If lawyers represented Christopher Catania they would ensure that all of the evidence to be relied upon by the applicants was filed; attend any Tribunal ordered events including the hearing; cross-examine the other party’s witnesses at the hearing; and after the evidence concluded, provide submissions explaining or arguing the bases upon which, having regard to the relevant evidence and any relevant legal issues, the applicants should succeed in their claim and the orders they seek should be made. Alternatively, he performs that role on his own behalf in representing himself. It matters not whether he is, or is not, a witness in the proceedings. That said, we would expect that he would have some relevant evidence to give about his ownership of the property and the contract for the works.
  8. [26]
    For the reasons above, we are not persuaded that any of the matters that the learned Senior Member took into account in the exercise of his discretion were irrelevant. Nor are we persuaded that he failed to take into account any matter to which he was required to have regard.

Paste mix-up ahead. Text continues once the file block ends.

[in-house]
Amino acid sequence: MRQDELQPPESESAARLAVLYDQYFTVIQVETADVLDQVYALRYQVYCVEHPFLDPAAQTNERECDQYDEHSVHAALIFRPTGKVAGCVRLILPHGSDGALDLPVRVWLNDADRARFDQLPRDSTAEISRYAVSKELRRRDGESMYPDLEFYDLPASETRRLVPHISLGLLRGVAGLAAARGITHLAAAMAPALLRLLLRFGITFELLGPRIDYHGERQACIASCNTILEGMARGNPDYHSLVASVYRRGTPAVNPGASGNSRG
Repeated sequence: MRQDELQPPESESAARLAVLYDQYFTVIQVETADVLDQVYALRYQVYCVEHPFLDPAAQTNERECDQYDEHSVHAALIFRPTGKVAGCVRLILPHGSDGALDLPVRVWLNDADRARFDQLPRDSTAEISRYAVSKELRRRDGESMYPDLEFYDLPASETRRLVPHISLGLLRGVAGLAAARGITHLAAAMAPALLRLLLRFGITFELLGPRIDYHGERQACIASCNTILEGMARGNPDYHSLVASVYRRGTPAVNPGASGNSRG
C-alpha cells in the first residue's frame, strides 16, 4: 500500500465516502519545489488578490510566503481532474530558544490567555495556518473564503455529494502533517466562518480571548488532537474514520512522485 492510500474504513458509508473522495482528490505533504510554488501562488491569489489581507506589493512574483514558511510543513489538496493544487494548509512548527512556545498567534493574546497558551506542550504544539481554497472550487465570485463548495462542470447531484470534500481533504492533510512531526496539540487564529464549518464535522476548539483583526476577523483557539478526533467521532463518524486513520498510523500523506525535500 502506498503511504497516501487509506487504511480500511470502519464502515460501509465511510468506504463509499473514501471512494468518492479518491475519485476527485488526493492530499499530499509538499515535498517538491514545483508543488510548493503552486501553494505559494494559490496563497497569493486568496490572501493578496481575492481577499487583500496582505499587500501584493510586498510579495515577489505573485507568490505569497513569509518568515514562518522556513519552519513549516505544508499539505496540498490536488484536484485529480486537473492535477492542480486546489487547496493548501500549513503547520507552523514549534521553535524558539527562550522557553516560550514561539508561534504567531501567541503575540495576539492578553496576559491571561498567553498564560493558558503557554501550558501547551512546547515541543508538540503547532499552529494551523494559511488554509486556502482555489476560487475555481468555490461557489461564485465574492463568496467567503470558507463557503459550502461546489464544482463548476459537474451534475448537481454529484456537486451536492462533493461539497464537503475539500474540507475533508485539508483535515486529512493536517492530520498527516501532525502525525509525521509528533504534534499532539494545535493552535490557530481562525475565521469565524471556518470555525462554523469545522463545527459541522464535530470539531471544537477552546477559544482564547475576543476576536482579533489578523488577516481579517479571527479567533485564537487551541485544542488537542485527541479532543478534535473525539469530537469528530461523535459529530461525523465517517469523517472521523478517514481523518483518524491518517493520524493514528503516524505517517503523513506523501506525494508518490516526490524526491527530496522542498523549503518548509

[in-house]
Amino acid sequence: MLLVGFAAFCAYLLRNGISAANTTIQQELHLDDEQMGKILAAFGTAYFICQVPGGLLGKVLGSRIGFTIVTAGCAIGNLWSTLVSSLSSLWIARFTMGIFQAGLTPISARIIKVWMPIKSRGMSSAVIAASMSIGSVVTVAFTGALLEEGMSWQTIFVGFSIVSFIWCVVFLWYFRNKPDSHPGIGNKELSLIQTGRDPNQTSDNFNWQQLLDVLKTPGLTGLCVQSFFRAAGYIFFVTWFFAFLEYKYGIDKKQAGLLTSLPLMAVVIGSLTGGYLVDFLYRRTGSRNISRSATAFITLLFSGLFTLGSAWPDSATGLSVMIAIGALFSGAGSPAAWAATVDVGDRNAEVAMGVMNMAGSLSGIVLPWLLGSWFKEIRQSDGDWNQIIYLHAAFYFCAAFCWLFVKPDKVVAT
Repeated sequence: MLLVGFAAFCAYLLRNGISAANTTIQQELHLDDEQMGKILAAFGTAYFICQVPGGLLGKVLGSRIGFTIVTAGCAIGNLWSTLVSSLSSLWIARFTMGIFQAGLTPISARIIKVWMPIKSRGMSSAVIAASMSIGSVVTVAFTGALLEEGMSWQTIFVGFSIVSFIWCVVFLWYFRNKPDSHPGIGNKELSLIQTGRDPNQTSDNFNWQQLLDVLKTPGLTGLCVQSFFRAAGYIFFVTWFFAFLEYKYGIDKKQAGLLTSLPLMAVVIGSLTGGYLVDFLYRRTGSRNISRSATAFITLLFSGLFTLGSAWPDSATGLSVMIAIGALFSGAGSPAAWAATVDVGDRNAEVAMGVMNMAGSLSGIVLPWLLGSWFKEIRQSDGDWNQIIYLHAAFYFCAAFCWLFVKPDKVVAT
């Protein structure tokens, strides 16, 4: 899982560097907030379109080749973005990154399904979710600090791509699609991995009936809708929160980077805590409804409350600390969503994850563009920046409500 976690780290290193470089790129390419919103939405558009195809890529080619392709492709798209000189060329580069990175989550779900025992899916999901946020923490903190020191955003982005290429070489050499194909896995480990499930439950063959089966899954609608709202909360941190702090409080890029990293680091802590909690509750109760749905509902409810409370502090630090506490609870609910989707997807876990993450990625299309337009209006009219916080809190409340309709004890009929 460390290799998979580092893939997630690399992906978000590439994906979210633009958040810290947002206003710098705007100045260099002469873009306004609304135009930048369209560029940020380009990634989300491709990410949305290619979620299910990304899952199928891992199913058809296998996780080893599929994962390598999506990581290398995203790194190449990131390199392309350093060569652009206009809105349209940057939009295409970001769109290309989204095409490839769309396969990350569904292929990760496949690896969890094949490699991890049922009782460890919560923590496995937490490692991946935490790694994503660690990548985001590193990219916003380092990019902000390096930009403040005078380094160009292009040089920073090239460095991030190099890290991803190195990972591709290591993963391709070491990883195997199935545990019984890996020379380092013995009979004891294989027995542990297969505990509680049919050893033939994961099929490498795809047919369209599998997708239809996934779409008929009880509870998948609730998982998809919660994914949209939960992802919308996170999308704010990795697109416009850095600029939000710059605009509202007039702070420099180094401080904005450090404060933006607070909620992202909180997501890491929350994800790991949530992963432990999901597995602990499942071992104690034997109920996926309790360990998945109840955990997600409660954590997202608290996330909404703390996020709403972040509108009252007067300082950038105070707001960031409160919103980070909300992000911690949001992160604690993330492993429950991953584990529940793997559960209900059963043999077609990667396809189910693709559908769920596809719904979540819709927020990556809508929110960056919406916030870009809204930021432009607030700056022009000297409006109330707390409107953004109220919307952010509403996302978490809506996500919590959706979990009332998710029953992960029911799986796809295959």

9. [27]
    The applicants bore the onus of persuading the Tribunal that they should be given leave to be represented. It is not to the point that a different Member may have exercised their discretion in favour of granting leave. The Senior Member was not persuaded to adopt that course having regard in particular to the lack of evidence about Mr Catania’s capacity, the relatively straightforward nature of the matter and the lack of other impediments to self-representation.
  10. [28]
    We are not persuaded that the Senior Member’s conclusion was not reasonably open. There are insufficient prospects of successfully challenging the Senior Member’s decision to warrant the grant of leave to appeal. Accordingly, there is no basis for the grant of leave in relation to the decision refusing leave to be represented.